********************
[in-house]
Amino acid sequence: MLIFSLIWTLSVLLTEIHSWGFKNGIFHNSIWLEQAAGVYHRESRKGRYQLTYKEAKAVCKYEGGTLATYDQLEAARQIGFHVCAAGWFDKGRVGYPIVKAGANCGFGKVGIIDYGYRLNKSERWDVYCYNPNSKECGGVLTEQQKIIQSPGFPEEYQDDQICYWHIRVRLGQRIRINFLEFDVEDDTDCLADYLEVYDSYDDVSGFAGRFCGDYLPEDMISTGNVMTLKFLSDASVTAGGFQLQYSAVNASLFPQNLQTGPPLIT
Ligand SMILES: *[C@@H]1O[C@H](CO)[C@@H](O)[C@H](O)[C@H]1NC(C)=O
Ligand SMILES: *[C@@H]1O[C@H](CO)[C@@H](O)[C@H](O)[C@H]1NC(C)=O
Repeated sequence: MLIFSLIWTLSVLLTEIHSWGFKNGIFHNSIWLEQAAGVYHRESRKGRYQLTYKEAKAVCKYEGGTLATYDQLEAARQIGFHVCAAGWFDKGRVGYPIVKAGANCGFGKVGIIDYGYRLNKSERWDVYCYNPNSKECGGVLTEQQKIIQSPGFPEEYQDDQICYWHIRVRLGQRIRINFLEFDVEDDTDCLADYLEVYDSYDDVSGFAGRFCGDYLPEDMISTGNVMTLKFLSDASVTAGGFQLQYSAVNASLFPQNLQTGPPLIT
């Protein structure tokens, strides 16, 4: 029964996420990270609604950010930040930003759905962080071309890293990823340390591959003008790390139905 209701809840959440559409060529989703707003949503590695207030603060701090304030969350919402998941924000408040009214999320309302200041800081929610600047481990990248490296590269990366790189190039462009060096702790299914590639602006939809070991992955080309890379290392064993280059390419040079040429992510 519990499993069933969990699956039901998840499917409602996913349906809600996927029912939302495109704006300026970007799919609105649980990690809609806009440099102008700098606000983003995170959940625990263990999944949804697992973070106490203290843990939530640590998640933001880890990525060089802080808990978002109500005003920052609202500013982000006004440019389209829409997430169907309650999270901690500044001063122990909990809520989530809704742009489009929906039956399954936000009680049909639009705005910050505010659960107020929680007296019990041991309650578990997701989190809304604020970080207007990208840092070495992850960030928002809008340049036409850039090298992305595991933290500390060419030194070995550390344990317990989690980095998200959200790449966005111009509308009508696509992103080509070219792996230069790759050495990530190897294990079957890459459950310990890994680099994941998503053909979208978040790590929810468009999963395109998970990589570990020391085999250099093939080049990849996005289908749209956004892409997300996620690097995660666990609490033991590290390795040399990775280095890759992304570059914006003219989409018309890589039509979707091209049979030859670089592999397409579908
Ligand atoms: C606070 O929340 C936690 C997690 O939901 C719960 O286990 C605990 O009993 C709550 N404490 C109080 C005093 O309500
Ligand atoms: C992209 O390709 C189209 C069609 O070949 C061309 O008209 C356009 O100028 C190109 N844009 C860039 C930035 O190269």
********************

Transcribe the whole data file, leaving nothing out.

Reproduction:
[in-house]
Amino acid sequence: MLIFSLIWTLSVLLTEIHSWGFKNGIFHNSIWLEQAAGVYHRESRKGRYQLTYKEAKAVCKYEGGTLATYDQLEAARQIGFHVCAAGWFDKGRVGYPIVKAGANCGFGKVGIIDYGYRLNKSERWDVYCYNPNSKECGGVLTEQQKIIQSPGFPEEYQDDQICYWHIRVRLGQRIRINFLEFDVEDDTDCLADYLEVYDSYDDVSGFAGRFCGDYLPEDMISTGNVMTLKFLSDASVTAGGFQLQYSAVNASLFPQNLQTGPPLIT
Ligand SMILES: *[C@@H]1O[C@H](CO)[C@@H](O)[C@H](O)[C@H]1NC(C)=O
Ligand SMILES: *[C@@H]1O[C@H](CO)[C@@H](O)[C@H](O)[C@H]1NC(C)=O
Repeated sequence: MLIFSLIWTLSVLLTEIHSWGFKNGIFHNSIWLEQAAGVYHRESRKGRYQLTYKEAKAVCKYEGGTLATYDQLEAARQIGFHVCAAGWFDKGRVGYPIVKAGANCGFGKVGIIDYGYRLNKSERWDVYCYNPNSKECGGVLTEQQKIIQSPGFPEEYQDDQICYWHIRVRLGQRIRINFLEFDVEDDTDCLADYLEVYDSYDDVSGFAGRFCGDYLPEDMISTGNVMTLKFLSDASVTAGGFQLQYSAVNASLFPQNLQTGPPLIT
């Protein structure tokens, strides 16, 4: 029964996420990270609604950010930040930003759905962080071309890293990823340390591959003008790390139905 209701809840959440559409060529989703707003949503590695207030603060701090304030969350919402998941924000408040009214999320309302200041800081929610600047481990990248490296590269990366790189190039462009060096702790299914590639602006939809070991992955080309890379290392064993280059390419040079040429992510 519990499993069933969990699956039901998840499917409602996913349906809600996927029912939302495109704006300026970007799919609105649980990690809609806009440099102008700098606000983003995170959940625990263990999944949804697992973070106490203290843990939530640590998640933001880890990525060089802080808990978002109500005003920052609202500013982000006004440019389209829409997430169907309650999270901690500044001063122990909990809520989530809704742009489009929906039956399954936000009680049909639009705005910050505010659960107020929680007296019990041991309650578990997701989190809304604020970080207007990208840092070495992850960030928002809008340049036409850039090298992305595991933290500390060419030194070995550390344990317990989690980095998200959200790449966005111009509308009508696509992103080509070219792996230069790759050495990530190897294990079957890459459950310990890994680099994941998503053909979208978040790590929810468009999963395109998970990589570990020391085999250099093939080049990849996005289908749209956004892409997300996620690097995660666990609490033991590290390795040399990775280095890759992304570059914006003219989409018309890589039509979707091209049979030859670089592999397409579908
Ligand atoms: C606070 O929340 C936690 C997690 O939901 C719960 O286990 C605990 O009993 C709550 N404490 C109080 C005093 O309500
Ligand atoms: C992209 O390709 C189209 C069609 O070949 C061309 O008209 C356009 O100028 C190109 N844009 C860039 C930035 O190269």